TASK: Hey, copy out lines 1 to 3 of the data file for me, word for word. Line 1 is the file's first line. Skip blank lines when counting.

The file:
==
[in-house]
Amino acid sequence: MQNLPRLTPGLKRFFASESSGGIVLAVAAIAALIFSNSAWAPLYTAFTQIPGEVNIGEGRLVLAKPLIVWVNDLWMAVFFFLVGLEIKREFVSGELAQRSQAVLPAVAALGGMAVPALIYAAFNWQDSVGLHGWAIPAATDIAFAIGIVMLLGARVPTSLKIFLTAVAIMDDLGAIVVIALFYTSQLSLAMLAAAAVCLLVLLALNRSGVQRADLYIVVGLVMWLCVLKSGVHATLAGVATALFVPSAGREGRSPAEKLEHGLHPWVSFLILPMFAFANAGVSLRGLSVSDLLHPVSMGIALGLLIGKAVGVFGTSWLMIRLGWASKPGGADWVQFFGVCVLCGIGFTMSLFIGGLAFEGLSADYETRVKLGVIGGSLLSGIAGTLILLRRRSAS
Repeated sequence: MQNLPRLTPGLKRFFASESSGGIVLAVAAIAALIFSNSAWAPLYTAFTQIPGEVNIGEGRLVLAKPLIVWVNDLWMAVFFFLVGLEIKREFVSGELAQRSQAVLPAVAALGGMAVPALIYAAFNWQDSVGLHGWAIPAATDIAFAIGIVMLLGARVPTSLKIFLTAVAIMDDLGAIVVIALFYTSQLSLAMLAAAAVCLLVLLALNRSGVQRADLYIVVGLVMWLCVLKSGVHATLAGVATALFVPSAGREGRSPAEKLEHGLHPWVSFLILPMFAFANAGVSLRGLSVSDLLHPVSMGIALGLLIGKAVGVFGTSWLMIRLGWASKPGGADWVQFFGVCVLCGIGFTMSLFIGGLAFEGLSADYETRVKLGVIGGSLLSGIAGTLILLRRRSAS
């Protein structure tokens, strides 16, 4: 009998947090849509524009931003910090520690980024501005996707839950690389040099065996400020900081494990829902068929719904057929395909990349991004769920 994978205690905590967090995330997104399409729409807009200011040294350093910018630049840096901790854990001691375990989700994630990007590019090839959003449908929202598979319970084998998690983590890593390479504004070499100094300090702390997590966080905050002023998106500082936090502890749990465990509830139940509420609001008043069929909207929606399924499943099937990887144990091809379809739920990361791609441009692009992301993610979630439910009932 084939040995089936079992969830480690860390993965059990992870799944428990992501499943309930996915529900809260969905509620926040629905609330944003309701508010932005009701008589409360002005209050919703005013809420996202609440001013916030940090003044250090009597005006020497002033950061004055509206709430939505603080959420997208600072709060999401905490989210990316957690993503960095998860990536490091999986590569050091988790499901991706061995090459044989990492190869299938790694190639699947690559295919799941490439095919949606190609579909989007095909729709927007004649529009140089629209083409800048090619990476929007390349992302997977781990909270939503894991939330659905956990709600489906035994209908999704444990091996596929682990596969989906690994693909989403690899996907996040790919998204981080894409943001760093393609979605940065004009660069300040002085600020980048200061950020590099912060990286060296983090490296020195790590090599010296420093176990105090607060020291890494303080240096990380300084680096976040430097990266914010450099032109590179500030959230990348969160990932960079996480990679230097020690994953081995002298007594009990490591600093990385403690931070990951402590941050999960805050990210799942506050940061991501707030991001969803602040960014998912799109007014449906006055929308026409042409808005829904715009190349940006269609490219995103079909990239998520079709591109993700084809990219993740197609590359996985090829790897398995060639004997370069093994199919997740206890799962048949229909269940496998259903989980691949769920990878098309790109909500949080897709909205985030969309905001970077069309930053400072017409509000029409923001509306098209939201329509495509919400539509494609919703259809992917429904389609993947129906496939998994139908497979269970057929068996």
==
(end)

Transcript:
[in-house]
Amino acid sequence: MQNLPRLTPGLKRFFASESSGGIVLAVAAIAALIFSNSAWAPLYTAFTQIPGEVNIGEGRLVLAKPLIVWVNDLWMAVFFFLVGLEIKREFVSGELAQRSQAVLPAVAALGGMAVPALIYAAFNWQDSVGLHGWAIPAATDIAFAIGIVMLLGARVPTSLKIFLTAVAIMDDLGAIVVIALFYTSQLSLAMLAAAAVCLLVLLALNRSGVQRADLYIVVGLVMWLCVLKSGVHATLAGVATALFVPSAGREGRSPAEKLEHGLHPWVSFLILPMFAFANAGVSLRGLSVSDLLHPVSMGIALGLLIGKAVGVFGTSWLMIRLGWASKPGGADWVQFFGVCVLCGIGFTMSLFIGGLAFEGLSADYETRVKLGVIGGSLLSGIAGTLILLRRRSAS
Repeated sequence: MQNLPRLTPGLKRFFASESSGGIVLAVAAIAALIFSNSAWAPLYTAFTQIPGEVNIGEGRLVLAKPLIVWVNDLWMAVFFFLVGLEIKREFVSGELAQRSQAVLPAVAALGGMAVPALIYAAFNWQDSVGLHGWAIPAATDIAFAIGIVMLLGARVPTSLKIFLTAVAIMDDLGAIVVIALFYTSQLSLAMLAAAAVCLLVLLALNRSGVQRADLYIVVGLVMWLCVLKSGVHATLAGVATALFVPSAGREGRSPAEKLEHGLHPWVSFLILPMFAFANAGVSLRGLSVSDLLHPVSMGIALGLLIGKAVGVFGTSWLMIRLGWASKPGGADWVQFFGVCVLCGIGFTMSLFIGGLAFEGLSADYETRVKLGVIGGSLLSGIAGTLILLRRRSAS